I finished reading Yann Martel’s The Life of Pi a few days ago, and I’m clearly at least three years too late. With all the hype heaped on the book after it won the prestigious Booker Prize, and the reams of rave reviews (from Canada and around the world) that followed, I expected something pretty good.
What I found was a decent novel, but nothing spectacular or important. Sure, coming from a Canadian literary dominated by Margaret Atwood and Alice Munro, The Life of Pi was a fresh and exciting find. It was unexpected. But now that the freshness has worn off, and the novel’s main conceit has been dispersed all around the internet, it’s painfully clear that Martel’s book isn’t anything special.
The main flaw of The Life of Pi is obvious to anyone who’s read the book, regardless of whether they want to admit it or not. There simply isn’t enough story, character or idea to fill a novel. The novel is based on one gimmick, and has only one developed character. And despite an overlong beginning that tries to flesh things out, it’s all too clear that you’re only reading the novel for its final third. The rest is filler and, while sometimes interesting (the parts on animal behaviour and zoos are fun to read), seems to be there only because, well, other books have beginnings, and no one will buy a sixty-page novel. In a cruel twist, the best-written and most rewarding part of the first half of the book is the prologue, in the neat form of an author’s note.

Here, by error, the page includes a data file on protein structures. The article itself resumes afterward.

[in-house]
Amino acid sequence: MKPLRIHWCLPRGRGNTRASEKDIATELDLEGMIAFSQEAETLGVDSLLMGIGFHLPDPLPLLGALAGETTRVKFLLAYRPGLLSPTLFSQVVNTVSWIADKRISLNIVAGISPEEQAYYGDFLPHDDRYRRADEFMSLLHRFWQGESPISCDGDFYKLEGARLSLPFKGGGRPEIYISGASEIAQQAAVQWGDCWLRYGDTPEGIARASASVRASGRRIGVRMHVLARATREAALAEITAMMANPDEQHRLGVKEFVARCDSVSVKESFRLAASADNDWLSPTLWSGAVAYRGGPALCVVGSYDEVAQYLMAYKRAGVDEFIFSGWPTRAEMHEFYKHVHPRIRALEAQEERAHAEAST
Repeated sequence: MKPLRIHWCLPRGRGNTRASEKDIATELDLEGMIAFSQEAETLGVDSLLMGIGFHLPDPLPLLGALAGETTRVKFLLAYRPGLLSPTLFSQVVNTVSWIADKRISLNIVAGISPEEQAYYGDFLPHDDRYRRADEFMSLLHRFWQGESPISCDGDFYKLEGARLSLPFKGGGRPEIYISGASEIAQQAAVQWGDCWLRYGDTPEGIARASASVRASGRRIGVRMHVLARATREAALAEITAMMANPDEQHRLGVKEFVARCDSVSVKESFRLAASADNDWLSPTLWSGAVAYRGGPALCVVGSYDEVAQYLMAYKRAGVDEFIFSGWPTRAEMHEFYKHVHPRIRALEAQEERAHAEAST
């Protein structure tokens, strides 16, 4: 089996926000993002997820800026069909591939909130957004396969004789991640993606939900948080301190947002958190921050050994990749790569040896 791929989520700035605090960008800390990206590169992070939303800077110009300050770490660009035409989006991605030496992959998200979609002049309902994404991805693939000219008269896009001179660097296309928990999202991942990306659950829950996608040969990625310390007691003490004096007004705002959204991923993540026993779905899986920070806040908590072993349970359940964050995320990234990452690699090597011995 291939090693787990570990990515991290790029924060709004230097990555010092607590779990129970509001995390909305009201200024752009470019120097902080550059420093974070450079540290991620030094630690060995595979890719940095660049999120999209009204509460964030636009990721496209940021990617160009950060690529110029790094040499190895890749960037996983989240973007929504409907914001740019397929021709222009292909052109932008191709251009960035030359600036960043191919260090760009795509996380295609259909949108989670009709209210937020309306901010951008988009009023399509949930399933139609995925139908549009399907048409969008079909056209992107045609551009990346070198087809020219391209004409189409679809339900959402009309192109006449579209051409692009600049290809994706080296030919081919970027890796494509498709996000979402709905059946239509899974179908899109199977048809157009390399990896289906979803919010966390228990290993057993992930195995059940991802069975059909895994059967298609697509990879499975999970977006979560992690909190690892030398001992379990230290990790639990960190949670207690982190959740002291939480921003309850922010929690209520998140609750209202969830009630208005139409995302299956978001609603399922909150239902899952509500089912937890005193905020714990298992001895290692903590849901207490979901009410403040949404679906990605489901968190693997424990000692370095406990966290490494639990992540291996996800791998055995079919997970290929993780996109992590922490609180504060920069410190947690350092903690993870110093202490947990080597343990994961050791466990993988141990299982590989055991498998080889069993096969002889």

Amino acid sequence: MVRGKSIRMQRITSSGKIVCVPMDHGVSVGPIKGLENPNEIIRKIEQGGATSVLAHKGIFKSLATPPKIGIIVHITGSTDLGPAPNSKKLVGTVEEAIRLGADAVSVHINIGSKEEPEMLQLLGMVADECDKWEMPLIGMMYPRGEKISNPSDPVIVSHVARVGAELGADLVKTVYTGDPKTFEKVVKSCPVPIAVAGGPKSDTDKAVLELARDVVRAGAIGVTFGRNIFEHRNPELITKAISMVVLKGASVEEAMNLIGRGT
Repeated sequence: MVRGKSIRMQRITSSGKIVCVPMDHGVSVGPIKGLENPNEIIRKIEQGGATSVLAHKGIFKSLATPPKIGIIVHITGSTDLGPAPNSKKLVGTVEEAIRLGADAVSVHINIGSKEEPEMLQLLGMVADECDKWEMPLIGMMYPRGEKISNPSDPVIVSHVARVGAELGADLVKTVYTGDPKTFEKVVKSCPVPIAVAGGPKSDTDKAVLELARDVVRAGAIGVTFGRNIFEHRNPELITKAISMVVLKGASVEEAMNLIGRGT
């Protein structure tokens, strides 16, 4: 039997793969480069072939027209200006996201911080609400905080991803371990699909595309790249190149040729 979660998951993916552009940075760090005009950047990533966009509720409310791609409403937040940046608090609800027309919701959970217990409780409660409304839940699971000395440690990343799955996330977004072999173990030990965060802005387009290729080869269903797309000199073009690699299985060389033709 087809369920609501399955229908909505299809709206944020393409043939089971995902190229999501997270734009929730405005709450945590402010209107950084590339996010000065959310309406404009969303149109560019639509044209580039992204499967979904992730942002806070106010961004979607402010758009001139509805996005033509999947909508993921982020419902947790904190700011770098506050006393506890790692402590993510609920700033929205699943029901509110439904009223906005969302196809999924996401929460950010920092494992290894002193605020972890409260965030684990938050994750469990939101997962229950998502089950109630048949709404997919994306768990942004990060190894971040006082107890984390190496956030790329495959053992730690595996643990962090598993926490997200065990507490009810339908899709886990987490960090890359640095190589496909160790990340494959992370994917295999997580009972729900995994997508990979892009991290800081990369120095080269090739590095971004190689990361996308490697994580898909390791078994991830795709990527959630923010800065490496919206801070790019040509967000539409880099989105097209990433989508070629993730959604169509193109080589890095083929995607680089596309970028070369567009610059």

Another problem is the writing style. Martel writes literature as if he was trying to write literature, instead of just telling a story. As a result, too many parts of the novel are self-important and wordy—and lack the weight that truly makes literature literature. It’s a good thing he has talent then, because sometimes his style works, and the book starts to flow and becomes a pleasure to read. These moments are just too rare to elevate the paper-thin story.
But whatever Martel’s shortcomings, The Life of Pi is still eons ahead of most of the hackery that sells like mad these days (I’m looking at you, Dan Brown!). It’s a mildly fascinating (and surprisingly gruesome) tale of survival on the high seas that manages to weave religion, science fiction and day-to-day monotony into something that is ultimately thematically rich. However, unlike the old Indian character who claims he can tell a story that will make someone believe in God, Martel’s story is more about the role of stories, legends and myths in a society that is leaning ever more toward cold, boring facts than a discussion of religion. It is as a parable about the need for embellishment and imagination that The Life of Pi is most successful and valuable.
Jesus, Mary, Mohammed and Vishnu bless Yann Martel for that.
Rating: 2.0 / 4.0